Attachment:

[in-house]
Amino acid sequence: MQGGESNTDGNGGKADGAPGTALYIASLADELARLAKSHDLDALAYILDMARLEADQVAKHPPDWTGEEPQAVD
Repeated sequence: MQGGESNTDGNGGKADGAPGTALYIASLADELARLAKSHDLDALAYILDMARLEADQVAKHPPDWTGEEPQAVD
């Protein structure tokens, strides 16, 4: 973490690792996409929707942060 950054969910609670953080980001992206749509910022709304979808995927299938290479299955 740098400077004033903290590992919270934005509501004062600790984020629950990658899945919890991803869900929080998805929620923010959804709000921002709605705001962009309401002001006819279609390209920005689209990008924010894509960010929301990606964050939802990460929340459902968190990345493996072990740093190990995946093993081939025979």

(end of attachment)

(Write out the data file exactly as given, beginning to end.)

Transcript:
[in-house]
Amino acid sequence: MQGGESNTDGNGGKADGAPGTALYIASLADELARLAKSHDLDALAYILDMARLEADQVAKHPPDWTGEEPQAVD
Repeated sequence: MQGGESNTDGNGGKADGAPGTALYIASLADELARLAKSHDLDALAYILDMARLEADQVAKHPPDWTGEEPQAVD
């Protein structure tokens, strides 16, 4: 973490690792996409929707942060 950054969910609670953080980001992206749509910022709304979808995927299938290479299955 740098400077004033903290590992919270934005509501004062600790984020629950990658899945919890991803869900929080998805929620923010959804709000921002709605705001962009309401002001006819279609390209920005689209990008924010894509960010929301990606964050939802990460929340459902968190990345493996072990740093190990995946093993081939025979």